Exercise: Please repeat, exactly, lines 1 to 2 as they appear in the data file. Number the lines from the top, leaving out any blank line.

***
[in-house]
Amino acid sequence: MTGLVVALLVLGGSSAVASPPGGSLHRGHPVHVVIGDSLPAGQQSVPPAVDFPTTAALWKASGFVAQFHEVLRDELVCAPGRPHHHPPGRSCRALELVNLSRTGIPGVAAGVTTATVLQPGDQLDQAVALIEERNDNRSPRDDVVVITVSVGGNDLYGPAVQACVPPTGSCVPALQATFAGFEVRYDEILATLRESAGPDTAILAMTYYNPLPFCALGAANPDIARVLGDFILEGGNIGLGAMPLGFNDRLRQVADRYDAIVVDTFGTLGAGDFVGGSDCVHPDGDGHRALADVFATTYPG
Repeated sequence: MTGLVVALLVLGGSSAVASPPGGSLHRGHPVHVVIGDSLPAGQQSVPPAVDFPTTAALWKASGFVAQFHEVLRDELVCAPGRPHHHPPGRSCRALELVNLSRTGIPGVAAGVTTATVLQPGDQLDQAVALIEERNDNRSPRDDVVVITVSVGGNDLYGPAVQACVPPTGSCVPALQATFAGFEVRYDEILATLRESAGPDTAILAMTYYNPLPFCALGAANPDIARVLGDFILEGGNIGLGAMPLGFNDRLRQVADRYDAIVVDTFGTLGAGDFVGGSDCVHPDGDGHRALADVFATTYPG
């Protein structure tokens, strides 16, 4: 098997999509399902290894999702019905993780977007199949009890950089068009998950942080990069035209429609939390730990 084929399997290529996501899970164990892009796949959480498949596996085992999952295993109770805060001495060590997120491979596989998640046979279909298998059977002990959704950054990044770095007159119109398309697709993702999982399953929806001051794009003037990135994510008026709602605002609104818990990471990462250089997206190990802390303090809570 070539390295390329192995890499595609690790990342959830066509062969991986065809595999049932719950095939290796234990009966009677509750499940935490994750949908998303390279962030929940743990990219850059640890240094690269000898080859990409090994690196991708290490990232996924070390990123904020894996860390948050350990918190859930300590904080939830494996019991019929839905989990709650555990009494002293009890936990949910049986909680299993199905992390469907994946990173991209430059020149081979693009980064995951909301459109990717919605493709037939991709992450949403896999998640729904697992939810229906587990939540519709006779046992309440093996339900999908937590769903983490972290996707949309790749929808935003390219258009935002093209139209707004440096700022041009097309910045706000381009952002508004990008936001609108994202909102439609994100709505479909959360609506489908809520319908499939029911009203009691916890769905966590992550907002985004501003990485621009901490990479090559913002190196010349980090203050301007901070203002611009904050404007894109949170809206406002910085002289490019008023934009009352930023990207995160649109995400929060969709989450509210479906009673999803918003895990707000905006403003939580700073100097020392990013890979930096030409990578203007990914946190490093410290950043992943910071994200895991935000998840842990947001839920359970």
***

[in-house]
Amino acid sequence: MTGLVVALLVLGGSSAVASPPGGSLHRGHPVHVVIGDSLPAGQQSVPPAVDFPTTAALWKASGFVAQFHEVLRDELVCAPGRPHHHPPGRSCRALELVNLSRTGIPGVAAGVTTATVLQPGDQLDQAVALIEERNDNRSPRDDVVVITVSVGGNDLYGPAVQACVPPTGSCVPALQATFAGFEVRYDEILATLRESAGPDTAILAMTYYNPLPFCALGAANPDIARVLGDFILEGGNIGLGAMPLGFNDRLRQVADRYDAIVVDTFGTLGAGDFVGGSDCVHPDGDGHRALADVFATTYPG